The Dodge Challenger R/T Scat Pack Is 485HP Of Tire Hate

You know what you're getting with a Dodge Challenger: some good, old-fashioned American muscle. In the somewhat confusing – unless you're a super-fan – line-up of trims, tunes, and general craziness, this 2016 Challenger RT Scat Pack strikes its balance near the top of the tree. No, it doesn't have the ridiculous 707 horsepower of the infamous SRT Hellcat, but its $38,995 sticker is also twenty-five grand cheaper.

It's not like Dodge is short-changing you on power, either. The vast 6.4-liter 392 HEMI V8 is good for 485 HP and 475 lb-ft of torque. Its makers quote a "low 4-second range" for 0-60, and a top speed of 182 mph if you can find a suitable straight.

The closest comparison isn't the fearsome Hellcat, of course, but the Challenger SRT 392. They share the same engine, in fact, though the SRT 392 does get some extra bells and whistles to justify its premium. Bilstein sports suspension and 4-piston Brembo brakes are the main difference – the more expensive car switches those for adaptive suspension and 6-piston anchors.

Dodge will sell you a six-speed manual, and I suspect the purists would take it, but the $1,400 TorqueFlite 8-speed automatic with its paddle shifters is a sensible and capable alternative. Not only is it miles better than Dodge's old 5-speed auto, it's well suited to the act of pointing the Challenger's big, angry grille at a road and hurling yourself along it. Its Sport mode is a particular pleasure, with all the soundtrack and downshift rev-matching you'd hope for.

It may be shod with big, 20-inch alloy wheels and 245/45ZR20 all-season performance tires, but it doesn't take much to lose traction. In fact, the Challenger R/T Scat Pack is, seemingly, designed for the express purpose of spinning your wheels. Pulling away from intersections smoothly demands a careful balance of throttle: smoky drag strip starts are fun at first, but not especially practical.

They probably fit with the aesthetic, Dodge's already-retro-when-it-arrived design has aged well, though some colors flatter the big body more than others. The bright white of this particular car, with its contrasting black stripes, helps disguise what's actually a pretty big coupe. As the orange of the daytime running lights glows balefully, either side of the narrower front grille that was introduced in the 2015 model year – here gloss back as part of the $1,195 Scat Pack Appearance package – you could easily believe that the Challenger is out for blood.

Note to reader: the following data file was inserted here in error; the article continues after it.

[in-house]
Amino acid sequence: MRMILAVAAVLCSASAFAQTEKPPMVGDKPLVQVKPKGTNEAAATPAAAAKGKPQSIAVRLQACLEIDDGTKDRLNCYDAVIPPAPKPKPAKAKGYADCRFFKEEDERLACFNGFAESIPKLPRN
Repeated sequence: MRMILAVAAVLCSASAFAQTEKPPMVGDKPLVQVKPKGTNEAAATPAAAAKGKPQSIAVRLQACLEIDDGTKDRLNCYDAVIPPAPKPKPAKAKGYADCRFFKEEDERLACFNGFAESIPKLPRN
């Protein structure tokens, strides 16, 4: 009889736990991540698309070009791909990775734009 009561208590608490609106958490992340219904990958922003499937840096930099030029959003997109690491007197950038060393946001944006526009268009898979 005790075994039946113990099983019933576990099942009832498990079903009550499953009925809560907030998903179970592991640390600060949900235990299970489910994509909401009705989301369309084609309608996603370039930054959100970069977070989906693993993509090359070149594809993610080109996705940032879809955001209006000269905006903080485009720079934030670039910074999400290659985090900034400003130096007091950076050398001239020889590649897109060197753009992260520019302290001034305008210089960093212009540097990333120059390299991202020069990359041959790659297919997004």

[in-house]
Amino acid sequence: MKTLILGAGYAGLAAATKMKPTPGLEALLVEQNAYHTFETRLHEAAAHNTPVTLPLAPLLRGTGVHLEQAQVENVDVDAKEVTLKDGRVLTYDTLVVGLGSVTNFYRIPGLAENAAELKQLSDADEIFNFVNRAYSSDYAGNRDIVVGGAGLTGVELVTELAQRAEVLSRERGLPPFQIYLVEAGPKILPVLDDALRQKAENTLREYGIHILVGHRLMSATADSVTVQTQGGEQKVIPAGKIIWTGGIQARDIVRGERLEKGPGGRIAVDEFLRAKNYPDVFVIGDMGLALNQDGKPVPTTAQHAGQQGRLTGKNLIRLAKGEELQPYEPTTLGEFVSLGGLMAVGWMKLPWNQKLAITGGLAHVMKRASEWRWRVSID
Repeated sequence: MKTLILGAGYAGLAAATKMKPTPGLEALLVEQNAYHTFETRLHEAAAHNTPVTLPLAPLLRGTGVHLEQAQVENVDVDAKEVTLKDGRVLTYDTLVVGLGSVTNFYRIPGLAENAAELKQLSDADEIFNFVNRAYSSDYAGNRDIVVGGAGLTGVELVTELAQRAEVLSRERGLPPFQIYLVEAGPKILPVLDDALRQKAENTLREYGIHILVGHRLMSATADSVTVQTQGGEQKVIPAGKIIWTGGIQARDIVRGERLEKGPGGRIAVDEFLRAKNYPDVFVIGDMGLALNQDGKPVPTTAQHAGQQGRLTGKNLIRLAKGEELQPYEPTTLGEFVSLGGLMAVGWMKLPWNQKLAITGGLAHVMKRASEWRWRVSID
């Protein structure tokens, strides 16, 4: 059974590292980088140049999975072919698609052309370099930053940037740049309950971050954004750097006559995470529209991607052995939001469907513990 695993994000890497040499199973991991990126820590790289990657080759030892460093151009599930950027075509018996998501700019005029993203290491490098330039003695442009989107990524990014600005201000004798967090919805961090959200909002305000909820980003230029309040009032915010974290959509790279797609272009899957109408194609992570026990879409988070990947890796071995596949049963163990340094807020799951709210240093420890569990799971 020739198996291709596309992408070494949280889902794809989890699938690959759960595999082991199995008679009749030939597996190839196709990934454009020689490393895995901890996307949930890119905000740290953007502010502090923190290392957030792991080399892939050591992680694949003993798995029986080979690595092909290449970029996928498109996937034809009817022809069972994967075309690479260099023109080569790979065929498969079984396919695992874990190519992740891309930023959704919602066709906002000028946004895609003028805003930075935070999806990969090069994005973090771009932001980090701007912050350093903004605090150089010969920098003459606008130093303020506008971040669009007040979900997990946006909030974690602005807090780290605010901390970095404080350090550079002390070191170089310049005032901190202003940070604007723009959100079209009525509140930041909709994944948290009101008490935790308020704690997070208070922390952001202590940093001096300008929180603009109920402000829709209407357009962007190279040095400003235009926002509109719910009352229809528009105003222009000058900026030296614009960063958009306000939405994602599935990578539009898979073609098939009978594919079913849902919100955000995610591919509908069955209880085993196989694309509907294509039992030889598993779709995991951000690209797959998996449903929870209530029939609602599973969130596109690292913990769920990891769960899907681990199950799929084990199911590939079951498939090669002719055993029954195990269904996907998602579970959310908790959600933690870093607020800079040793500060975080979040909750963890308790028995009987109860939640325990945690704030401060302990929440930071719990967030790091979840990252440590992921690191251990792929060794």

Maybe not blood, though, but just rubber. Were I a paranoid man – the sort to rant about email servers, or scream until hoarse about tax returns – I might even suspect Dodge of being in bed with Big Tire. More likely, though, the Challenger is just a muscle car of the old school, and the Scat Pack's excesses only magnify that fact.

It's at its most stark when you consider the Dodge's natural competition. Both the Mustang and the Camaro have embraced cornering: in their current incarnations, they pivot with ease. The Challenger, in contrast, requires a heavy stomp on the brakes to slow before you tackle tighter turns. At more than 4,000 pounds there's a lot to slow and a lot to turn.

Inside, the seats may be cloth-covered but they're well padded and bolstered. Dodge's instrumentation has a charmingly 60s-rocket-ship feel to it, though the analog dials flank a sizable display and there's a big touchscreen in the center console: 7-inches as standard, but upgraded to 8.4-inches with navigation and HD radio/SiriusXM as part of the $795 Uconnect 8.4 package. It's easy to use, and Dodge hasn't succumbed to the temptation to do away with all physical buttons and controls, so you can still change the volume or adjust the HVAC without digging through menus.

In fact, the Challenger is astonishingly practical for a coupe. That big body pays dividends, with back seats that fit adults without demanding yoga classes first, not to mention a sizable trunk. 16.2 cubic feet is nothing to be sniffed at, and you the rear seat has a 60/40 split too. This is no economical family runabout, mind: the EPA says 15 mpg in the city, 25 mpg on the highway, and 18 mpg combined. In my own mixed driving, I saw 17 mpg on the display.

Still, it carves out a niche for itself that neither the Mustang nor the Camaro quite come close to. With its compliant ride and sizable interior dimensions, the Challenger straddles the line between being family-friendly and still saving some excitement and character for the times you want to have fun. That it comes in at under $40k – though you're looking at $43,475 for this particular example – makes it practically a bargain.

Forget the Hellcat, that's a number-chasing distraction. Dodge has made one of the most entertaining family cars around, but hidden it in a completely different segment. Performance that once would've made it a supercar, but at a fraction of the price, is no small achievement. Just make sure you budget for new tires.